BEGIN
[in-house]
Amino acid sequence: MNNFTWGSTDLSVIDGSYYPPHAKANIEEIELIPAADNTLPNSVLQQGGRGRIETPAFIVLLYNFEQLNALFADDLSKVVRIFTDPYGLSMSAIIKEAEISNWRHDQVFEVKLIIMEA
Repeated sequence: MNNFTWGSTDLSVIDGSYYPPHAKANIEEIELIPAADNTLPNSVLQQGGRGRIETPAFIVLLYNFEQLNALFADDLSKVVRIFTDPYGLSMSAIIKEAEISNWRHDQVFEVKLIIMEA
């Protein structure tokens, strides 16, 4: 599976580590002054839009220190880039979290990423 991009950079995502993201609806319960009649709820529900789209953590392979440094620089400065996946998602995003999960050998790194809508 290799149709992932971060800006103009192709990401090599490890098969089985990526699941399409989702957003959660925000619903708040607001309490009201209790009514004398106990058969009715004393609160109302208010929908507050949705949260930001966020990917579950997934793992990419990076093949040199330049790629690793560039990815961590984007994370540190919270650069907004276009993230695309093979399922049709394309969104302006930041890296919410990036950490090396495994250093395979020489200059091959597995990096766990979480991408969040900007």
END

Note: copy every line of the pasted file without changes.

[in-house]
Amino acid sequence: MNNFTWGSTDLSVIDGSYYPPHAKANIEEIELIPAADNTLPNSVLQQGGRGRIETPAFIVLLYNFEQLNALFADDLSKVVRIFTDPYGLSMSAIIKEAEISNWRHDQVFEVKLIIMEA
Repeated sequence: MNNFTWGSTDLSVIDGSYYPPHAKANIEEIELIPAADNTLPNSVLQQGGRGRIETPAFIVLLYNFEQLNALFADDLSKVVRIFTDPYGLSMSAIIKEAEISNWRHDQVFEVKLIIMEA
């Protein structure tokens, strides 16, 4: 599976580590002054839009220190880039979290990423 991009950079995502993201609806319960009649709820529900789209953590392979440094620089400065996946998602995003999960050998790194809508 290799149709992932971060800006103009192709990401090599490890098969089985990526699941399409989702957003959660925000619903708040607001309490009201209790009514004398106990058969009715004393609160109302208010929908507050949705949260930001966020990917579950997934793992990419990076093949040199330049790629690793560039990815961590984007994370540190919270650069907004276009993230695309093979399922049709394309969104302006930041890296919410990036950490090396495994250093395979020489200059091959597995990096766990979480991408969040900007």